I was listening to “Paranoid,” talk about linking with B-Lovee. I’m interviewing him in LA next week.

    Dope. Me being a New York dancehall artist and he’s big from the Caribbean, it’s a dope vibe that we get a chance to collaborate. Being a dancehall artist on a drill beat, with a drill rapper from New York, I love the fact that it’s a 100% pure New York vibe.

    How did y’all tap in?

    We went to the studio, my manager hit him up. We linked up in the studio, smoked a blunt, caught a vibe. We recorded the song in the studio. It was the right energy, the right vibe. It’s good when artists work together because there’s always a disconnection when both artists are in separate places. When you get to work with an artist and get to vibe with them, it becomes more personal, becomes more real, becomes more pure.

    Is there a video coming?

    There’s supposed to be, this winter. It’s crazy.

    Are you cold in LA? People make fun of us because we say we’re cold.

    No, it’s cold. I’m not gonna lie, it’s cold.

    What is it like back home?

    It’s cold back home, but this is… I think it’s a mindset. Your mind is what owns it. Once you think it’s cold, it’s cold. I didn’t come prepared for it.

    Back to the females real quick, what do you look for in a partner?

    What I look for in a partner: realness, honesty. Little toxic, I like it toxic. [laughs] Vibe, understanding, and most importantly, they have to be creative. It doesn’t have to be music, it just has to be heart. Whereas you’re a photographer, it has to be something where I can talk and you could understand. Rather than some people don’t have no clue about creativity, I don’t like that. She has to be creative. Even if she’s a house designer, I want somebody in my house that has that element to it.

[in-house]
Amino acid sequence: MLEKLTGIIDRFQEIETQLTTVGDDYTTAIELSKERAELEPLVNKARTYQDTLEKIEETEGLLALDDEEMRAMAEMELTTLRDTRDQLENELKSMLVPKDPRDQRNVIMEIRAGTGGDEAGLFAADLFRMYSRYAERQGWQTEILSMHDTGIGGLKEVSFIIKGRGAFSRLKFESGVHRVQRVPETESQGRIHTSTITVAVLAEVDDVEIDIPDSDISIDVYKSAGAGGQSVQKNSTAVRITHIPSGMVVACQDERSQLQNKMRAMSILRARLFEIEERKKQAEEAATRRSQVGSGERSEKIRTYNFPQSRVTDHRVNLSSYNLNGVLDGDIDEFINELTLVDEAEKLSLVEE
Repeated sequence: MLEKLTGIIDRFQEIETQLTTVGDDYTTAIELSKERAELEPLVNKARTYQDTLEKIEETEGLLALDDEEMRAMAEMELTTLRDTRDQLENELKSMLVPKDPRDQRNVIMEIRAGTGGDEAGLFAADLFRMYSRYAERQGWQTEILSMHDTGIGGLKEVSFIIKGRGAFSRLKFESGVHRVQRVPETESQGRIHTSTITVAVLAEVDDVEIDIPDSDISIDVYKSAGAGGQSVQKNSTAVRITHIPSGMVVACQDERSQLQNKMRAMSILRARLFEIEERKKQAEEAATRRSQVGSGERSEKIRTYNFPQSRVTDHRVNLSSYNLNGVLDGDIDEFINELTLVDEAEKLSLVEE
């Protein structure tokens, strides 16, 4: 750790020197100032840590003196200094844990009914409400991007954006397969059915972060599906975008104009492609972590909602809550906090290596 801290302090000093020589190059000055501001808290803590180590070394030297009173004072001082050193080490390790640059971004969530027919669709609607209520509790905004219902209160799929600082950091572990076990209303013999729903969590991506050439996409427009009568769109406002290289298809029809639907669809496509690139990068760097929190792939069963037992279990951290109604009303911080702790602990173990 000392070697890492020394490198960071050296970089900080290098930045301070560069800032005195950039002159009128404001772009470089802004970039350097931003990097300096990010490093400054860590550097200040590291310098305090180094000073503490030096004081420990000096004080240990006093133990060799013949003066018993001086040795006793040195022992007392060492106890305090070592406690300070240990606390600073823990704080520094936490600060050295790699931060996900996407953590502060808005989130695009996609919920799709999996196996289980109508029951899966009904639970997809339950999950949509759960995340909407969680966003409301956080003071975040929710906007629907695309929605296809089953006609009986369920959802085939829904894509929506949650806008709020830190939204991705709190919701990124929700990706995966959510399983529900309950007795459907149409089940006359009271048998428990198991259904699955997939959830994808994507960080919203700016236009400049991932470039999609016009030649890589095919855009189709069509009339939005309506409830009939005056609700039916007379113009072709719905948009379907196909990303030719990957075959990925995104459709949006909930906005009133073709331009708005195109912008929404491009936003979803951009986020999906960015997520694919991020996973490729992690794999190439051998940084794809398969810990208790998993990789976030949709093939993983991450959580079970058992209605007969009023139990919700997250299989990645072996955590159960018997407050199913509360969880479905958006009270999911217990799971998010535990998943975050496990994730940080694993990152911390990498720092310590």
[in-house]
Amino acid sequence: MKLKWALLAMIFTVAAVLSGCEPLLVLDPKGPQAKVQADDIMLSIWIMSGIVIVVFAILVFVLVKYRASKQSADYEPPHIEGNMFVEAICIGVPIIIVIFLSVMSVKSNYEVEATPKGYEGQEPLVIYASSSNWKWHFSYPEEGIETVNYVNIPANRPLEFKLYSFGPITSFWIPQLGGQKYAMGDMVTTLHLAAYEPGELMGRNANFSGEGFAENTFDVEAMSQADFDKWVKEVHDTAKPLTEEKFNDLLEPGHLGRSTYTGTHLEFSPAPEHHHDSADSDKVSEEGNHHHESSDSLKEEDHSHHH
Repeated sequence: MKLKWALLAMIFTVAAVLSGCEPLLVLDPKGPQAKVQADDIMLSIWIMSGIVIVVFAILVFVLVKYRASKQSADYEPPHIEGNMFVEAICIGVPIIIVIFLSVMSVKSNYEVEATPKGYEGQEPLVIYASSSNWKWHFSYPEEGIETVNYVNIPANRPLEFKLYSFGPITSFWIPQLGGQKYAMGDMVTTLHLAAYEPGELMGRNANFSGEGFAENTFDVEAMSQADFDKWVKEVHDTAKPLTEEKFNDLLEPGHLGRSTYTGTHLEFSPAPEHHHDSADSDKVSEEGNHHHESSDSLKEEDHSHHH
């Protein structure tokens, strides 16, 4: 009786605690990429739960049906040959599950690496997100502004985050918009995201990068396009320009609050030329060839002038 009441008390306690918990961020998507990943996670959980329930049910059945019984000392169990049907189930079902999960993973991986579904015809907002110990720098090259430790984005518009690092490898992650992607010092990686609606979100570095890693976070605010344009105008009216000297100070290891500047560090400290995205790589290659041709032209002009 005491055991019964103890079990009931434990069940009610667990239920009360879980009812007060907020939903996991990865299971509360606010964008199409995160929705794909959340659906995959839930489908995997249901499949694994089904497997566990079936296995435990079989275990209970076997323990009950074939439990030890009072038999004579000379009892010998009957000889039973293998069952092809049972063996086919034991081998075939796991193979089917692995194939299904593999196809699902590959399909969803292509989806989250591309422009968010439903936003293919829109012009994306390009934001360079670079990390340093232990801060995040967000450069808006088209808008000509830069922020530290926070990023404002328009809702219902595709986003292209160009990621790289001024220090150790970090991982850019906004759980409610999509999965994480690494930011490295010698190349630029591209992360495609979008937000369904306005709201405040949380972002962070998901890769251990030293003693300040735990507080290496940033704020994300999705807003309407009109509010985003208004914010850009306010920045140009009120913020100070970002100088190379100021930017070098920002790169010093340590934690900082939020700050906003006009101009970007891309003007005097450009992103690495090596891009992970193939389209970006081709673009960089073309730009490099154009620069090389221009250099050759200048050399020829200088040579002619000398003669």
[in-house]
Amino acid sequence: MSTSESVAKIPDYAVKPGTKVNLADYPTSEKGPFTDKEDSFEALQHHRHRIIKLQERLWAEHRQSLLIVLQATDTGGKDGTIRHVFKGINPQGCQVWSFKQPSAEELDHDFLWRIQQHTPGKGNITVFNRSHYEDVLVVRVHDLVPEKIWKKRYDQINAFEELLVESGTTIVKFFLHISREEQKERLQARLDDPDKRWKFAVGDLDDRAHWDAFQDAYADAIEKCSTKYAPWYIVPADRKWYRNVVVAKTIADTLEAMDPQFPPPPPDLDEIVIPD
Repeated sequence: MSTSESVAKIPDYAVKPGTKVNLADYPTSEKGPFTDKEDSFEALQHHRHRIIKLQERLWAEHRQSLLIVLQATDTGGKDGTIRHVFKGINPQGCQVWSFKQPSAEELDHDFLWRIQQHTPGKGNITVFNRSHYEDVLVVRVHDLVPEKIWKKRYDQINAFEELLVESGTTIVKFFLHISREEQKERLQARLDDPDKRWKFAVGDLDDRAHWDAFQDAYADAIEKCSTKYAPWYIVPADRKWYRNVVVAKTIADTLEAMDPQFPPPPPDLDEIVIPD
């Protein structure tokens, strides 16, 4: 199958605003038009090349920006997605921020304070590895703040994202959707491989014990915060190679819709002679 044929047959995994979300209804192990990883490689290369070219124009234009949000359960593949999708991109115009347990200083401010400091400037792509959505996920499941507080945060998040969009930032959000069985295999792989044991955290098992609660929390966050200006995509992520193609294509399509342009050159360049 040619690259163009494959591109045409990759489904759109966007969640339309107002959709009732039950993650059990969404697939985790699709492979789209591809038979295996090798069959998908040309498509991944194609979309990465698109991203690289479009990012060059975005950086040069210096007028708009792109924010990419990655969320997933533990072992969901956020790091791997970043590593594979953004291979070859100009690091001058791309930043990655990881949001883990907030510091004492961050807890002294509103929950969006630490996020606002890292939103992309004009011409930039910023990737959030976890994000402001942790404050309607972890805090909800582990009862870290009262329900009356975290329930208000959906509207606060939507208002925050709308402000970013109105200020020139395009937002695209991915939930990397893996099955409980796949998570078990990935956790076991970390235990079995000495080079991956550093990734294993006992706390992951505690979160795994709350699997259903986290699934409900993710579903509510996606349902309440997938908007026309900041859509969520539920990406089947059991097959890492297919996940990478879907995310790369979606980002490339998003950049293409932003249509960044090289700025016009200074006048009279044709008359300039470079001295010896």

When you make the songs, do you let them know who inspired what song?

    No, never. I don’t want to give them that ego. But I have specific people on records that was real, that know it was about them. I’ve made diss records that I made about somebody, it’s funny as hell.

    The Fox Magazine is all about inspiration, who or what inspires you the most?

    What inspires me the most is life itself. Every day above earth is a gift. Every morning I wake up, I’m happy that I get the next 24 hours to be great.

    What inspires your fashion?

    The lifestyle of people and others around me. The environment, a mood.

    Do you like certain brands?

    You know what’s crazy? I love street brands. I love boutiques. I don’t like name-brand clothes much, I like different designers. What I love lately, I love vintage. I like pieces.

    What’s something people would be surprised to learn about you?

    Something people would be surprised to learn about me is that I don’t sleep. I hardly sleep. I think I have insomnia, 100%. I don’t sleep. I sleep like 2 hours a day.

    Are you tired?

    Nah, I’m not tired. I love life.

    Are you up working, or…?